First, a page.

on 31 August 2013
Having read the unfavourable reviews of ROUTLEDGE COLLOQUIAL on "Amazon.COM", I was surprised that most reviews of this course on "Amazon.UK" were quite favourable and that some were even enthusiastic. As I was looking for some simple, low-priced material to follow on the PIMSLEUR GERMAN series, I eventually decided to try this course and judge for myself.
The author of Routledge Colloquial German seems to have deliberately limited the scope of this course to meet the immediate needs of a traveller. This is a very BASIC introduction to the German language. Without having actually counted all of the words, not all of which are listed in the glossary, I estimate the vocabulary at roughly 900 words. The course opens with a description of German pronunciation and follows with the usual-for-a-self-study-language-courses short dialogues that a traveller might encounter. The central character in the dialogues meets a fellow traveller in Berlin, they strike up a conversation, agree to see the sights together and discuss their respective professional and family situations. End of story. While direct translations of the dialogues are not provided, by using the accompanying notes, the user can work out the meaning of the dialogues on his/her own. Grammar is sufficiently-well explained. There are numerous written exercises. However, since there are only 2 CDs to accompany this course, the audio tracks are devoted mostly to the dialogues and there are not many recorded exercises. I would have appreciated additional audio (see my suggestions below).
EVALUATION: QUITE GOOD ... FOR A TRAVELLER
Based on a vocabulary of only around 900 words, I found the dialogues very well written. The audio recordings are very clear and the speed is appropriate for a learner. The explanations of grammar are, well, just okay. That is, the focus seems to be more on using the limited vocabulary than on discussing the underlying structure of the language. Given the limited space, I cannot disagree with the approach. Bearing in mind that you will NOT become "bilingual" with this type of introductory course, and that your goal would be best limited to that of making yourself understood as a traveller in restaurants, hotels, etcetera, then this is a very good course. Note carefully that your SUCCESS will depend on your willingness to practice the dialogues several hundred times (see my suggestions below).
ACCOMPANYING CDs OFTEN SOLD SEPARATELY
Prospective buyers of Routledge Colloquial language courses should note carefully that the books and 2 cds are often SOLD SEPARATELY. This fact is often not clear on Amazon! So, either make sure you know what you're ordering via Amazon, or purchase the "package" version directly from Routledge, via their website.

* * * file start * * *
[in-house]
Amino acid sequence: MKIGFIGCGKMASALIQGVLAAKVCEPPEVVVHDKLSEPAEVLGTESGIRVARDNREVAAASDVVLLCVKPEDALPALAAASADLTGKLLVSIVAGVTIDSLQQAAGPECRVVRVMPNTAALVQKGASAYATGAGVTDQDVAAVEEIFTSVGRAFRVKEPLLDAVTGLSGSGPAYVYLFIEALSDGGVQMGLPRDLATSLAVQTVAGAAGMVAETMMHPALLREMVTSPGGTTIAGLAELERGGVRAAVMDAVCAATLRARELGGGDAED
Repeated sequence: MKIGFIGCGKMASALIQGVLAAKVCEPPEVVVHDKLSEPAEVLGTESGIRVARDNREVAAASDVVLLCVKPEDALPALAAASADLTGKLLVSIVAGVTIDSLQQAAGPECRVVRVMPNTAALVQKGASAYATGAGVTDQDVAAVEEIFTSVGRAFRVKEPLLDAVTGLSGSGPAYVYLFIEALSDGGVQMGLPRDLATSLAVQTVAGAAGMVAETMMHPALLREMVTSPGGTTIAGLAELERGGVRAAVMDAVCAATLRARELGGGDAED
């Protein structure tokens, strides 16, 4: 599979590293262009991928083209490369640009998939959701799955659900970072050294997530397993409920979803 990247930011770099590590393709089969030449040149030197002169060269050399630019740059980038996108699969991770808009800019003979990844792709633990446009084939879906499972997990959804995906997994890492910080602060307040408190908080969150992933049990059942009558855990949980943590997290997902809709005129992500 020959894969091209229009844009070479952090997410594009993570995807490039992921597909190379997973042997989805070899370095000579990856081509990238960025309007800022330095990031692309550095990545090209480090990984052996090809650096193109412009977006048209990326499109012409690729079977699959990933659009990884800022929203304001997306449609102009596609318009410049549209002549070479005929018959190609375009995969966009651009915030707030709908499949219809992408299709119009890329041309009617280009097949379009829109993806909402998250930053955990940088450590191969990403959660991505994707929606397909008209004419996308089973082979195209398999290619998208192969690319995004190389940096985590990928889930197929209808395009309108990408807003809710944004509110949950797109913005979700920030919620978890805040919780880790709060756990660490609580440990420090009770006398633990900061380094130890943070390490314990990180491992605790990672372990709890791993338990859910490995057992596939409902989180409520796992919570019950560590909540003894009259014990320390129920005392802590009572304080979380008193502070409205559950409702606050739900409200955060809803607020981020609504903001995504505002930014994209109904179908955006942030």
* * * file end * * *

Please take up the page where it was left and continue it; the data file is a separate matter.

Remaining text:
SUGGESTIONS FOR ADDITIONAL PRACTICE
In my attempts to learn German, I have found that finding opportunities to PRACTICE the language to be one of the greatest challenges. There are literally hundreds of very good, introductory, self-study courses available. Prices vary from roughly 60 $US for a basic method to 600+ $US for Pimsleur, Fluenz, Rosetta Stone, etcetera. Then there are the "graded readers" with accompanying CD that sell for approximately 20 $US. Surprisingly, except for the Readers, they all seem to offer more-or-less the same content and aim for more-or-less the same level of language skill. Nonetheless, if you simply want to DRILL--DRILL--DRILL your German (or almost any other language), I suggest that you visit the website FSI-LANGUAGE-COURSES.COM. The FSI BASIC COURSES were developed by the Foreign Service Institute (FSI), U.S. State Department, in the 1960's through the early 1970's. While they were meant to be taught in a classroom by a qualified instructor, the texts and accompanying audio recordings are absolutely fabulous for practicing the basics of the language. And here's the really good part ... they're FREE as pdf/mp3 downloads! Have a look at FSI BASIC GERMAN. If you find yourself struggling a little bit, then try the FSI GERMAN PROGRAMMED INTRODUCTION course first (but go only to about Unit 20, as the last few Units are not well designed) and then return to the Basic course. Good luck!
on 9 February 2013
Like many people I have bought several different language courses and for me the Colloquial series from Routledge is the best. It depends on how you prefer to learn a new language. I much prefer to be able to see words and sentences as well as hear them, and the Colloquial series is a book-based course, backed up with excellent, clear recordings. Grammar and sentence structure is taught and there are numerous, varied exercises with writing, reading, listening and speaking. For me this format is perfect. The alternative is the audio-only system where you only listen and speak, but I find I learn much better with the combined approach of book and recording.